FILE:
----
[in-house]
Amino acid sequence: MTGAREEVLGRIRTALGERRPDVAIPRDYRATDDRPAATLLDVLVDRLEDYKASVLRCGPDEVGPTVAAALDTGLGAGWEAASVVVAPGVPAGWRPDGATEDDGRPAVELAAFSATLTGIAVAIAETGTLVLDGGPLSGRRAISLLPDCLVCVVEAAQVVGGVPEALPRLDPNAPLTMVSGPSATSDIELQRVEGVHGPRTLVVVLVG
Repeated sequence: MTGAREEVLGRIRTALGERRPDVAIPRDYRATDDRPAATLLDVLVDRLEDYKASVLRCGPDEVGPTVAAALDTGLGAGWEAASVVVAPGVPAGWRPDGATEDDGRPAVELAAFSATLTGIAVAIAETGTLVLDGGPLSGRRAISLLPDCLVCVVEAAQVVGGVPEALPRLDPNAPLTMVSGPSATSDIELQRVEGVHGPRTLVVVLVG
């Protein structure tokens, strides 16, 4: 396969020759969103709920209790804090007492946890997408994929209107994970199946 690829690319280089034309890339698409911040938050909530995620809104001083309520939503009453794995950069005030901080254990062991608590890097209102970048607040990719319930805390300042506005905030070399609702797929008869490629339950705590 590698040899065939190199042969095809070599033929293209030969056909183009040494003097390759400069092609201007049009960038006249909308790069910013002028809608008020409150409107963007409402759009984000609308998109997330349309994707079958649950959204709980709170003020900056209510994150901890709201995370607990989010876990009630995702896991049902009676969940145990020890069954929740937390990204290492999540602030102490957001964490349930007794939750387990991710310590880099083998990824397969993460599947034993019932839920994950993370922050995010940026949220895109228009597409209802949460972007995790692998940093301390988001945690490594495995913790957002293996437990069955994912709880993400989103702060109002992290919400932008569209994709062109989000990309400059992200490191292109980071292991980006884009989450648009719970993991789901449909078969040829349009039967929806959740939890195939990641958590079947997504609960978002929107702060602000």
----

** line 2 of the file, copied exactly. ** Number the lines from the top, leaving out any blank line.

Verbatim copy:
Amino acid sequence: MTGAREEVLGRIRTALGERRPDVAIPRDYRATDDRPAATLLDVLVDRLEDYKASVLRCGPDEVGPTVAAALDTGLGAGWEAASVVVAPGVPAGWRPDGATEDDGRPAVELAAFSATLTGIAVAIAETGTLVLDGGPLSGRRAISLLPDCLVCVVEAAQVVGGVPEALPRLDPNAPLTMVSGPSATSDIELQRVEGVHGPRTLVVVLVG